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Convection Section Failure Analysis and Fitness-for-Service Assessment

By: James R. Widrig, Quest Integrity

As seen in the November/December 2017 issue of Inspectioneering Journal. Download the PDF version.



In-service equipment failures present a considerable challenge to reliability engineers. Since these events are unplanned, the spare parts and resources to quickly and efficiently make repairs may not be readily available. Facility management is faced with decisions to perform short-term repairs to equipment to safely operate until repair parts, equipment, manpower and product supply permit an extended outage and long-term repair. In these instances, the reliability engineer will need to answer many questions, but in the case of a failure of convection tubes in a furnace (as presented in this article), they will need to answer whether the facility can restart the furnace and continue to operate reliably until the next planned shutdown.



A large-scale natural gas manufacturing plant in the United States suffered a tube failure in the convection section of a fired heater. The failure occurred in one of the eight passes of finned tubes near the top of the convection section (see Figure 1).


Figure 1. Tube Failure at Center Support

Results of the failure analysis indicated that the finned convection tube failed by tensile overload from a through-wall crack near the "hot face” of the tube.  A brittle fracture occurred through the circumferential tube weld at the center of the tube located at the middle tube support (see Figure 2).  The weld was embrittled by sigma phase (σ) formation in the material of construction that results in a loss of fracture toughness in heat resistant castings from elevated temperature exposure.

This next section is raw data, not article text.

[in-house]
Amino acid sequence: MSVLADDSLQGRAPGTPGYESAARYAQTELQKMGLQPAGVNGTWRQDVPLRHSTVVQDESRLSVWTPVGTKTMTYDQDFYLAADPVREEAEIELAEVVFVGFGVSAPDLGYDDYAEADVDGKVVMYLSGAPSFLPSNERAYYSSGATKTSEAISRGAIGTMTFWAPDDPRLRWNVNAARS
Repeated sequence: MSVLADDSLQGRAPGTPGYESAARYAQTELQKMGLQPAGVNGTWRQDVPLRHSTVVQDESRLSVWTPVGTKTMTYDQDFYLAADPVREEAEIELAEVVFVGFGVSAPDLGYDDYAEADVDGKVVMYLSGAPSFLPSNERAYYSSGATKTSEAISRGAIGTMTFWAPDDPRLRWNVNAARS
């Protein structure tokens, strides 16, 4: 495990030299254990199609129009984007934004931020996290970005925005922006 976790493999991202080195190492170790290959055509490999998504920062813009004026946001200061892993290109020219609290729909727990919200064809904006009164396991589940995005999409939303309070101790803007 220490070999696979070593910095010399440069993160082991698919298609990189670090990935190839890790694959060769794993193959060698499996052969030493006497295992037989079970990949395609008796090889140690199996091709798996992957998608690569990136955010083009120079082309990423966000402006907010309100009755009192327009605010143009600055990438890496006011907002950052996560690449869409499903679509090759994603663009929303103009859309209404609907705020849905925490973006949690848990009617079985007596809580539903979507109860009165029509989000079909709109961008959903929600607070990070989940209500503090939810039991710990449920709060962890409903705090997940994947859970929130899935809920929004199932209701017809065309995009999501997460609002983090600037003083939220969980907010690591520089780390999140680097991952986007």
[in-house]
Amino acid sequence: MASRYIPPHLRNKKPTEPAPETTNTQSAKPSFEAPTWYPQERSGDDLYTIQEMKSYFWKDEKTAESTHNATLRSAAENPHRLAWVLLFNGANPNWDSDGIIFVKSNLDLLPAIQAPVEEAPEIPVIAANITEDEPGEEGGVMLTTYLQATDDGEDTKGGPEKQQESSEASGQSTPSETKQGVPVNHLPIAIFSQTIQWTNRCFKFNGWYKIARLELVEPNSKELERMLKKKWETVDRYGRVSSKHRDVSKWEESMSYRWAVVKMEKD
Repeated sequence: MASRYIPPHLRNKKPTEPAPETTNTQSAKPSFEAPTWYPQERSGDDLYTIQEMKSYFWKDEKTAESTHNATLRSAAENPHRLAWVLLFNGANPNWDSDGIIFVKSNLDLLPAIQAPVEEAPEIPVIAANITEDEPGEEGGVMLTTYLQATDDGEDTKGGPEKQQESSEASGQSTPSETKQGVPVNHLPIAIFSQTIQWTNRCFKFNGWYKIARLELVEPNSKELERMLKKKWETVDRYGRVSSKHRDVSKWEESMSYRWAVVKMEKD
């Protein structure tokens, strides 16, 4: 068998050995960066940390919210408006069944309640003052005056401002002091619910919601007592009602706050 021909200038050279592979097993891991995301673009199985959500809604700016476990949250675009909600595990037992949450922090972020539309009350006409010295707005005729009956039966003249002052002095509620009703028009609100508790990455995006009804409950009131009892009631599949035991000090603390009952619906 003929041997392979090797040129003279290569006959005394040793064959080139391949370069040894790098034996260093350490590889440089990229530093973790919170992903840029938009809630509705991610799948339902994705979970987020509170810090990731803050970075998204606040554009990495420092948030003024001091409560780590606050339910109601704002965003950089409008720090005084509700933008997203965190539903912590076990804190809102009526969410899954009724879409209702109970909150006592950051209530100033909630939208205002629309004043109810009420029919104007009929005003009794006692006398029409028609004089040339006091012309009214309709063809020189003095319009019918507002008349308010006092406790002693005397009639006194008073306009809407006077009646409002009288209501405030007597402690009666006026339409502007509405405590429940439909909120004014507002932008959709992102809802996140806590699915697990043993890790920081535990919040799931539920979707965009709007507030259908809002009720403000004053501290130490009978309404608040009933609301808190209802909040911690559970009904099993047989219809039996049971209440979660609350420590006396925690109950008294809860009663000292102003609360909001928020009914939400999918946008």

The tube bundle was supported by three tube sheets (tube supports); two on the ends and one in the middle.  Subsequent inspection identified that both end tube supports had dropped down due to failure of the four support bolts (two for each end support).  The loss of support at the end tube sheets resulted in the tube coil having a high tensile stress, with a bending and possibly a torsional component, on the top of the tubes at the failure site(s) along the middle support.

 Figure 2. Cross Section of Fracture Surface


The operator had an inventory of replacement tubes for the convection section to allow for immediate replacement of several tubes. During the removal of the damaged tube, an adjacent tube was found to be cracked on the outside. No additional tubes were found to be cracked by visual inspection. However, the full extent of the tube cracking was unknown from the inspection due to the configuration of the convection section and the use of finned tubes. Visual or NDT testing of the tubes would be difficult or impossible without the removal of a substantial number of tubes. Visual inspection, dye penetrant inspection, or a proof hydrotest would only locate tubes which had through wall cracks or tubes where cracking could be located on the external surface. Existing cracks which were not through wall and initiated from the inside diameter (ID) could not be found with confidence using these conventional methods.